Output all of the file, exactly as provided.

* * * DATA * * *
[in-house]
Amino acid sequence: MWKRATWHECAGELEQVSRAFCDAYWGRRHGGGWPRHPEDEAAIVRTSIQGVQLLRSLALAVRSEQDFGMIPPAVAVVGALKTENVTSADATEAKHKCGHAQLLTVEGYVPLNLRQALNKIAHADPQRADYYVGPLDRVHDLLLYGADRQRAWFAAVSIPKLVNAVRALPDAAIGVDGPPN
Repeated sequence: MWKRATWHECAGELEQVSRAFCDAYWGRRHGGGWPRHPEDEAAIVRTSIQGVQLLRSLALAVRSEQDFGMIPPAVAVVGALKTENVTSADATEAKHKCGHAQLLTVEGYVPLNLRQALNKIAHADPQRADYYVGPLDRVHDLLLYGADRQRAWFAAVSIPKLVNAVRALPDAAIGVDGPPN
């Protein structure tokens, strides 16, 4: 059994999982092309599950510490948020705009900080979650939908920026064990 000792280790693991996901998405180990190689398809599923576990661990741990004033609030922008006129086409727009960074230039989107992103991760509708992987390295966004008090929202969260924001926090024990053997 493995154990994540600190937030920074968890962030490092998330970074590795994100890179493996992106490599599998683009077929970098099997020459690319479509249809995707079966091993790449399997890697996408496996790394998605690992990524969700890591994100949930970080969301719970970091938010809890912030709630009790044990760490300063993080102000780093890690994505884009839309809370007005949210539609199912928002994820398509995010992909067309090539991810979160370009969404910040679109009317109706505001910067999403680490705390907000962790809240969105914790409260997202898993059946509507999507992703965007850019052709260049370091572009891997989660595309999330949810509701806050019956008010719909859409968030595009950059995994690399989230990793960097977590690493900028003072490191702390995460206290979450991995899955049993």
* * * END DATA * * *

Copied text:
[in-house]
Amino acid sequence: MWKRATWHECAGELEQVSRAFCDAYWGRRHGGGWPRHPEDEAAIVRTSIQGVQLLRSLALAVRSEQDFGMIPPAVAVVGALKTENVTSADATEAKHKCGHAQLLTVEGYVPLNLRQALNKIAHADPQRADYYVGPLDRVHDLLLYGADRQRAWFAAVSIPKLVNAVRALPDAAIGVDGPPN
Repeated sequence: MWKRATWHECAGELEQVSRAFCDAYWGRRHGGGWPRHPEDEAAIVRTSIQGVQLLRSLALAVRSEQDFGMIPPAVAVVGALKTENVTSADATEAKHKCGHAQLLTVEGYVPLNLRQALNKIAHADPQRADYYVGPLDRVHDLLLYGADRQRAWFAAVSIPKLVNAVRALPDAAIGVDGPPN
């Protein structure tokens, strides 16, 4: 059994999982092309599950510490948020705009900080979650939908920026064990 000792280790693991996901998405180990190689398809599923576990661990741990004033609030922008006129086409727009960074230039989107992103991760509708992987390295966004008090929202969260924001926090024990053997 493995154990994540600190937030920074968890962030490092998330970074590795994100890179493996992106490599599998683009077929970098099997020459690319479509249809995707079966091993790449399997890697996408496996790394998605690992990524969700890591994100949930970080969301719970970091938010809890912030709630009790044990760490300063993080102000780093890690994505884009839309809370007005949210539609199912928002994820398509995010992909067309090539991810979160370009969404910040679109009317109706505001910067999403680490705390907000962790809240969105914790409260997202898993059946509507999507992703965007850019052709260049370091572009891997989660595309999330949810509701806050019956008010719909859409968030595009950059995994690399989230990793960097977590690493900028003072490191702390995460206290979450991995899955049993």